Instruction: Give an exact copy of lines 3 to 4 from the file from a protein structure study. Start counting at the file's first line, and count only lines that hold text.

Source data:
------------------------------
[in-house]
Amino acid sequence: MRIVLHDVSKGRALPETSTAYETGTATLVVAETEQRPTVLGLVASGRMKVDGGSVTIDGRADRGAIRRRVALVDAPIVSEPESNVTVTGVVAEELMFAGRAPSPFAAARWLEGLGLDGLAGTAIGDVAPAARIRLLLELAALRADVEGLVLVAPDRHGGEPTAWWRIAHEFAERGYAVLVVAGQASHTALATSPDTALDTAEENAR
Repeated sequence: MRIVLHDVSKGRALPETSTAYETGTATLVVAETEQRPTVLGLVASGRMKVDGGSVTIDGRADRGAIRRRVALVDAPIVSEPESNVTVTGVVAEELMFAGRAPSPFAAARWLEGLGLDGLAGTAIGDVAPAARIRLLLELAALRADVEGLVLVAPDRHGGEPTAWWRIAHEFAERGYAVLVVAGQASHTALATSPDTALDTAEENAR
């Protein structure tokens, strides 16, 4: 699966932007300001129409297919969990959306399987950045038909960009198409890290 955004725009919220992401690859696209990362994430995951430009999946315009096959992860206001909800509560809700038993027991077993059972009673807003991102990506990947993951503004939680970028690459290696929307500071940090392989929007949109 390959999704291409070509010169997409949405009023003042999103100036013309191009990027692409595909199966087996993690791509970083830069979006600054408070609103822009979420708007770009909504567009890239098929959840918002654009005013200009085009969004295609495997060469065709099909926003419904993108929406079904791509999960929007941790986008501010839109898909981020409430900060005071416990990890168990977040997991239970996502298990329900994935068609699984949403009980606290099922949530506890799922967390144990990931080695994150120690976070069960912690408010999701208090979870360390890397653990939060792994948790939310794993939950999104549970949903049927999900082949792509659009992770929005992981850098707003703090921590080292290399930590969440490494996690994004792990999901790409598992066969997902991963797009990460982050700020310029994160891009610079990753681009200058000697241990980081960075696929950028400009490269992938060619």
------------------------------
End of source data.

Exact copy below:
Repeated sequence: MRIVLHDVSKGRALPETSTAYETGTATLVVAETEQRPTVLGLVASGRMKVDGGSVTIDGRADRGAIRRRVALVDAPIVSEPESNVTVTGVVAEELMFAGRAPSPFAAARWLEGLGLDGLAGTAIGDVAPAARIRLLLELAALRADVEGLVLVAPDRHGGEPTAWWRIAHEFAERGYAVLVVAGQASHTALATSPDTALDTAEENAR
């Protein structure tokens, strides 16, 4: 699966932007300001129409297919969990959306399987950045038909960009198409890290 955004725009919220992401690859696209990362994430995951430009999946315009096959992860206001909800509560809700038993027991077993059972009673807003991102990506990947993951503004939680970028690459290696929307500071940090392989929007949109 390959999704291409070509010169997409949405009023003042999103100036013309191009990027692409595909199966087996993690791509970083830069979006600054408070609103822009979420708007770009909504567009890239098929959840918002654009005013200009085009969004295609495997060469065709099909926003419904993108929406079904791509999960929007941790986008501010839109898909981020409430900060005071416990990890168990977040997991239970996502298990329900994935068609699984949403009980606290099922949530506890799922967390144990990931080695994150120690976070069960912690408010999701208090979870360390890397653990939060792994948790939310794993939950999104549970949903049927999900082949792509659009992770929005992981850098707003703090921590080292290399930590969440490494996690994004792990999901790409598992066969997902991963797009990460982050700020310029994160891009610079990753681009200058000697241990980081960075696929950028400009490269992938060619």